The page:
Menon’s arguments are quite rational, but with the current American Republican Administration having rational arguments doesn’t count for much.

 

“Here’s a prerequisite for avoiding war in Korea: stop believing in the North’s denuclearization, attractive and desirable as it might be (if achieved through diplomacy).

It doesn’t follow, however, that war can’t be avoided.  Kim Jong-un and his inner circle are not, in fact, irrational beings immune to deterrence.  Their paramount aim is to ensure the survival of the North Korean state. Starting a nuclear war would destroy it.  Yes, many people have perished in North Korea (whether due to repression or famine), but deterrence worked in the cases of Soviet dictator Joseph Stalin and China’s Mao Zedong, both of whom enacted policies that killed millions. Mao supposedly even boasted that China could survive a nuclear war because of its huge population.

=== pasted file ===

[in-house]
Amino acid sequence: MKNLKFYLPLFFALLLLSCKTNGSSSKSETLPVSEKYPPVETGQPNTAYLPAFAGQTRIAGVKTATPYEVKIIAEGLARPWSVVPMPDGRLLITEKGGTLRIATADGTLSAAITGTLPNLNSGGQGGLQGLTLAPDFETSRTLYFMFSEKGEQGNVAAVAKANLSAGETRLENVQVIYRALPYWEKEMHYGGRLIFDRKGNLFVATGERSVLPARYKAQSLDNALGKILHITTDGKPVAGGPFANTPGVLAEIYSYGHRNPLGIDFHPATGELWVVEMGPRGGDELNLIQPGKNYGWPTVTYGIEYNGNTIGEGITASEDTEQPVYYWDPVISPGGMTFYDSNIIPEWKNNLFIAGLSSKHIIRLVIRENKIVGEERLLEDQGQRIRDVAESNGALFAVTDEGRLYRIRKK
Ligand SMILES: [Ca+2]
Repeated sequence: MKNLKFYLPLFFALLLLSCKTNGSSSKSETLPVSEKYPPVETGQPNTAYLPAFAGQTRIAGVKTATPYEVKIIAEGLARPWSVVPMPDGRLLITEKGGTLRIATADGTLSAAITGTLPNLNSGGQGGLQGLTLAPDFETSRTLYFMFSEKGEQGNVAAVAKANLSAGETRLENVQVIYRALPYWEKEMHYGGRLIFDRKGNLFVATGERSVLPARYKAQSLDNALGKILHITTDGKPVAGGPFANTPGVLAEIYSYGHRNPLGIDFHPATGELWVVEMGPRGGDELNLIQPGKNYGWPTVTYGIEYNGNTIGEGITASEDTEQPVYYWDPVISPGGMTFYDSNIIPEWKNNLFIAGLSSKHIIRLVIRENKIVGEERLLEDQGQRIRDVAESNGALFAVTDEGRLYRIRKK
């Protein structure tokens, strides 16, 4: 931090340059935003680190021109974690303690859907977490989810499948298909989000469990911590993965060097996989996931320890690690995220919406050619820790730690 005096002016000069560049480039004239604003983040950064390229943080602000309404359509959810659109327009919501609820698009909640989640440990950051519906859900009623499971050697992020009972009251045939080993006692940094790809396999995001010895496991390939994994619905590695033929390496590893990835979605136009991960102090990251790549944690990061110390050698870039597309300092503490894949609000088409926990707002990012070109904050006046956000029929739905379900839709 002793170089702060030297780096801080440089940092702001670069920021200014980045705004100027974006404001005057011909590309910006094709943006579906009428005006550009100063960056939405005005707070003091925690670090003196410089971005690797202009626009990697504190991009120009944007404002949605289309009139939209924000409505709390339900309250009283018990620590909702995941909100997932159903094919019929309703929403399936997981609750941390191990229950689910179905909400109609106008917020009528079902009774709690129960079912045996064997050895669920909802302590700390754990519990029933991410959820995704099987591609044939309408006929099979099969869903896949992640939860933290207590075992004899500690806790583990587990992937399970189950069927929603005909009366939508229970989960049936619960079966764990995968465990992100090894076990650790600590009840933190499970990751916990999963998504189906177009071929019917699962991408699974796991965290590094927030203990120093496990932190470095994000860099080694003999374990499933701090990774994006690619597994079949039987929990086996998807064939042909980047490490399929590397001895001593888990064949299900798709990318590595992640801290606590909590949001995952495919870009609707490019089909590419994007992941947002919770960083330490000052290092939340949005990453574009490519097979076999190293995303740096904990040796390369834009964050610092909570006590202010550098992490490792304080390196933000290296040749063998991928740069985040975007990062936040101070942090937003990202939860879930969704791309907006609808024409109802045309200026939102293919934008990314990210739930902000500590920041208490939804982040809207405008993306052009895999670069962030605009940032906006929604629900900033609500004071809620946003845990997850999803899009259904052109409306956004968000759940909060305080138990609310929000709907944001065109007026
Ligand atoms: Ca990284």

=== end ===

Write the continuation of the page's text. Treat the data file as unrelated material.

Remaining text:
Coming to terms with the reality of a nuclear-armed North Korea and trusting in deterrence may not sound like a perfect ending, but under the circumstances it’s undoubtedly the best way to avert catastrophe.  And that, unquestionably, is the urgent task.  There are other ways, down the line, to make the Korean peninsula a better place through dialogue between the two Koreas, by drawing the North into the regional economy and reducing troops and weaponry on both sides of the Demilitarized Zone.  These shouldn’t be ruled out as infeasible.

For them to happen, though, South Korea would have to separate itself from Trump’s war plans by refusing to allow its sovereign space (land, sea, and air) to be used for such a preventive war.  The symbolism would be important even if Trump could strike in other ways.